What you need to know about substance abuse?


Substance abuse also commonly referred to as drug abuse, is the excessive use of certain chemicals for the purpose of creating pleasurable effects on the brain. These include alcohol, pain medications or illegal drugs.  There are over 190 million drug users around the world and the incidence has been increasing at alarming rates, especially among young adults under the age of 30. These substances can lead to physical, social and even emotional harm.

You may be wondering, what are the reasons for substance abuse? Curiosity and peer pressure especially among school children and young adults is one of the leading causes of substance abuse. Other reasons include; recreational purposes, a means of obtaining creative inspiration as well as religious practices. Also, prescription drugs such as pain medications can turn into recreational use and become addictive.

Epidemiology of drug abuse

Cannabis, marijuana and hashish are the most widely abused drugs in the world. Around 141 million people worldwide consume cannabis. The use of stimulants such as amphetamine and ecstasy is also widespread, with nearly 30 million people abusing these drugs. Cocaine is used by around 13 million people across the globe, with the highest number of users in the United States. Abuse of heroin and other opioids is less common than with other drugs and is taken up by around 8 million people worldwide, mainly in South-East and South-West Asia and Europe.

Drug abuse is seen in various different age groups and in individuals from nearly all walks of life and socioeconomic strata. However, statistics has shown that men are more likely to abuse drugs than women, single people are more likely than married individuals and urban dwellers more likely than rural dwellers. Prisoners, street children and younger individuals are also more likely to abuse drugs.

Which takes us to the next question, what is substance use disorder?

Substance use disorder, commonly called drug addiction is a progressive disease and people with this disorder need treatment to stop taking drugs. When you’re addicted to harmful substances, you can’t resist the urge to use them, no matter how much harm they may cause. The earlier you get treatment for substance use disorder, the more likely you are to avoid some of the more dire consequences of the disease.

Substance use disorder isn’t about just heroin, cocaine, or other illegal substances. You can get addicted to alcohol, nicotine, sleep and anti-anxiety medications, and other legal substances. You can also get addicted to prescription or illegally obtained narcotic pain medications, or opioids.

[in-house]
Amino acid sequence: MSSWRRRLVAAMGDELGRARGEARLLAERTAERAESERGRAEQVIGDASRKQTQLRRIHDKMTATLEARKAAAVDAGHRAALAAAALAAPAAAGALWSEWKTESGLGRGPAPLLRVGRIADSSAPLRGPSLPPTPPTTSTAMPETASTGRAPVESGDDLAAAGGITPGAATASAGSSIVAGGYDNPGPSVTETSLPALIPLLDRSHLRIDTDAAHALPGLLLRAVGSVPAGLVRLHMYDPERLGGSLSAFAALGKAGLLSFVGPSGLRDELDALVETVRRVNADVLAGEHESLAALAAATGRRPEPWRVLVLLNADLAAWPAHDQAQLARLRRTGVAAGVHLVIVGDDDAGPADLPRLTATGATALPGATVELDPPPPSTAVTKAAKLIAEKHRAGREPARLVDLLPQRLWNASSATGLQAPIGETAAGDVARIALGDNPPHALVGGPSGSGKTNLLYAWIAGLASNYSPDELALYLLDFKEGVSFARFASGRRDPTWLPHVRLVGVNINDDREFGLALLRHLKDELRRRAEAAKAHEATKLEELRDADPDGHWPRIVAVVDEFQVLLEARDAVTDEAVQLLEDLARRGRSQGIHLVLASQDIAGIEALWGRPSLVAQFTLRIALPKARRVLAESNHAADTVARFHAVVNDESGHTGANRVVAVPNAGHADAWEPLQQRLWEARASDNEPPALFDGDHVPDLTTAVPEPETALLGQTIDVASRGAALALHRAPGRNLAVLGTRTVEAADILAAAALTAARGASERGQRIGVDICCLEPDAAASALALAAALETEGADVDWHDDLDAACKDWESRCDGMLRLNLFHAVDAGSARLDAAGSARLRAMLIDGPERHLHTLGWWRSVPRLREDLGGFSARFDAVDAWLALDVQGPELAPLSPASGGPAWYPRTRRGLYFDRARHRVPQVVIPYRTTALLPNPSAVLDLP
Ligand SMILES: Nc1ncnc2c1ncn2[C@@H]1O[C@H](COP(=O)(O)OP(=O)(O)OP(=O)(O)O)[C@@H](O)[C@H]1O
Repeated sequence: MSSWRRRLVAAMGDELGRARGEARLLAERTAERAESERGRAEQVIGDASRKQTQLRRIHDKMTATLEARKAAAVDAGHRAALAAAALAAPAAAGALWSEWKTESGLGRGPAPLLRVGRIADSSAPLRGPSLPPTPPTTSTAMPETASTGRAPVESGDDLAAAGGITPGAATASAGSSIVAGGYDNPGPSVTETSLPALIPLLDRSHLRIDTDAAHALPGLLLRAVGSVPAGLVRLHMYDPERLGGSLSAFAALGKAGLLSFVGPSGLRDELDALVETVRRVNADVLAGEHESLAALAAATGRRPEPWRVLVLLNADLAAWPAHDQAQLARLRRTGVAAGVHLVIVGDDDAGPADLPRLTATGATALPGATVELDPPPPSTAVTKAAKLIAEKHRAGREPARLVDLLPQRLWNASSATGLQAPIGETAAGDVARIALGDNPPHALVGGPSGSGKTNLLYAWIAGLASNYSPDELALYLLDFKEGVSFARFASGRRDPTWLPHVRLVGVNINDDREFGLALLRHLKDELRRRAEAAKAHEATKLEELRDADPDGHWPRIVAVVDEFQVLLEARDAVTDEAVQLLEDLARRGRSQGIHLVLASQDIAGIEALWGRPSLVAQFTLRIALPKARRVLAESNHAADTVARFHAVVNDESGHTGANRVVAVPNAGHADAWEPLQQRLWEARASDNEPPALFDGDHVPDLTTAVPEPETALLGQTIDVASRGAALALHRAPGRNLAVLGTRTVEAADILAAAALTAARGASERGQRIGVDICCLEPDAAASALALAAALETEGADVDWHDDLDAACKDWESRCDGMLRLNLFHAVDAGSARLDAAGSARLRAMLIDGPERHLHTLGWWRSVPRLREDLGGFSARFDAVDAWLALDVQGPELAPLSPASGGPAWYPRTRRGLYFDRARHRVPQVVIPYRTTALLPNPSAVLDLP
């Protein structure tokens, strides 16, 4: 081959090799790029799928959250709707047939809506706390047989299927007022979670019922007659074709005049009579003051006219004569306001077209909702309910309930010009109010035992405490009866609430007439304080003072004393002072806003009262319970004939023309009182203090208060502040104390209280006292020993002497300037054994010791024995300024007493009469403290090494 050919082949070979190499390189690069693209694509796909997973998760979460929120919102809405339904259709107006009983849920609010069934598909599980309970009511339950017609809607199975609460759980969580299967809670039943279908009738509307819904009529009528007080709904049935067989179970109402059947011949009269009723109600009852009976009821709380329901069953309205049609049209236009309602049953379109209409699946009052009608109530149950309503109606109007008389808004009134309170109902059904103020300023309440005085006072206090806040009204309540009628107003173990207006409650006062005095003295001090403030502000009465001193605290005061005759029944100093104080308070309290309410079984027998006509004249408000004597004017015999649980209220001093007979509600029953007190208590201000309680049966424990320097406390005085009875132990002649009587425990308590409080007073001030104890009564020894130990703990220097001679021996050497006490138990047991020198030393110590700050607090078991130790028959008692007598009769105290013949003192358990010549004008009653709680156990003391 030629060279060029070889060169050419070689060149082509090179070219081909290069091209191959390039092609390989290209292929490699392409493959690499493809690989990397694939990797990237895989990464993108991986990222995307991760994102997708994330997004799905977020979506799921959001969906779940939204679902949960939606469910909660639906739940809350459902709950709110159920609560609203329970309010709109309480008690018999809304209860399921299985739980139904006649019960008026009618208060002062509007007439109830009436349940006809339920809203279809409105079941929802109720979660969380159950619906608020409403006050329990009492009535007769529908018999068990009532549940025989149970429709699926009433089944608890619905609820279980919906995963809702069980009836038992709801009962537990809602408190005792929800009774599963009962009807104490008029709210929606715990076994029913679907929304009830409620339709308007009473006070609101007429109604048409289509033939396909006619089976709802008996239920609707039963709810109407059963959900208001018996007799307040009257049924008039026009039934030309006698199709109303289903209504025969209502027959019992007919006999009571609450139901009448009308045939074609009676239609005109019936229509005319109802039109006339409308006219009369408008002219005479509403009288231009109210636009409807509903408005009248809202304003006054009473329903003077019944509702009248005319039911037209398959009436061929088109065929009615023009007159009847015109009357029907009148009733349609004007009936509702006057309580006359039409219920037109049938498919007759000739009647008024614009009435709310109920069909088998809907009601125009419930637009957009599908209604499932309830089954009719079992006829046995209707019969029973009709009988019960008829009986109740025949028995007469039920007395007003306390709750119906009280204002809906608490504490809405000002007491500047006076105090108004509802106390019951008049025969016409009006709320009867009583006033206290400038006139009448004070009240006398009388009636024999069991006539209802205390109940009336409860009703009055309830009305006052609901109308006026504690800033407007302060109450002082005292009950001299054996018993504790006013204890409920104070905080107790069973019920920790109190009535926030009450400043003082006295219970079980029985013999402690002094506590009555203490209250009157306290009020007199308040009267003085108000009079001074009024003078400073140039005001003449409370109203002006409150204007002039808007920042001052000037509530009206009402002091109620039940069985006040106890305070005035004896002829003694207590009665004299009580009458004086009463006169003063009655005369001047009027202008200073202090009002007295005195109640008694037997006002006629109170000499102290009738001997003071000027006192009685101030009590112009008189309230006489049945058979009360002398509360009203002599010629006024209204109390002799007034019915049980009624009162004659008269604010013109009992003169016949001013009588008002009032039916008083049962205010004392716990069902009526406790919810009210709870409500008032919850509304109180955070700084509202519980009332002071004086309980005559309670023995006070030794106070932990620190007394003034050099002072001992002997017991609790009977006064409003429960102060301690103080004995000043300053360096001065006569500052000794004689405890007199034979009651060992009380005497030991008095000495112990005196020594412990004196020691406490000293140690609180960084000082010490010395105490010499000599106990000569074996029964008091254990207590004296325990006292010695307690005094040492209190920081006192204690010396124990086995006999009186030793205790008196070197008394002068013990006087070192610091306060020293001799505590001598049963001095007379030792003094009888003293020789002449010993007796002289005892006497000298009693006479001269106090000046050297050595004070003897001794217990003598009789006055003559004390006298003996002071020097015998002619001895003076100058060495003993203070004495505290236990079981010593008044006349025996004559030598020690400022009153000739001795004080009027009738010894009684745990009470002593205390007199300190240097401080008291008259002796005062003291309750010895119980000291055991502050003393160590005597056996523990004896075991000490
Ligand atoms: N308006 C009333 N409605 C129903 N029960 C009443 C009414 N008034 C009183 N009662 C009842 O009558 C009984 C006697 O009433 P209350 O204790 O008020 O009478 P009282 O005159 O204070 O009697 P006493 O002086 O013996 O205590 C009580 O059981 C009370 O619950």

At first, you may choose to take a substance because you like the way it makes you feel. You may think you can control how much and how often you use it. But over time, these substances change how your brain works. These physical changes can last a long time. They make you lose control and can lead to damaging behaviours.

The substances that may be addictive target your brain’s reward system. They flood your brain with a chemical called dopamine. This triggers a feeling of intense pleasure. You keep taking the drug to chase that high. Over time, your brain gets used to the extra dopamine. So you might need to take more of the substance to get the same good feeling. And other things you enjoyed, like food and hanging out with family, may give you less pleasure.

When you use these for a long time, it can cause changes in other brain chemical systems and circuits as well. They can affect your judgment, decision-making, memory and ability to learn. Together, these brain changes can drive you to seek out and take drugs in ways that are beyond your control.

Who’s most likely to become addicted?

Each person’s body and brain is different. People also react differently to substances. Some love the feeling the first time they try it and want more. Others hate it and never try again. Not everyone who uses these substances becomes addicted, but it can happen to anyone and at any age. Some things however, may raise your chances of addiction, which includes family history, early drug use, mental disorders, and troubled relationships.

Finally, if your substance use is out of control or causing problems, please seek help now. Recovering from substance use disorder can take time. Treatment can help you fight this addiction and these may include counselling, medicine, or both.  

At TGIF, we offer treatment to people struggling with substance use disorder or victims of substance abuse. If you or anyone you know is struggling, please endeavour to reach out to us.

You can beat this addiction! We are rooting for you! TGIF cares!

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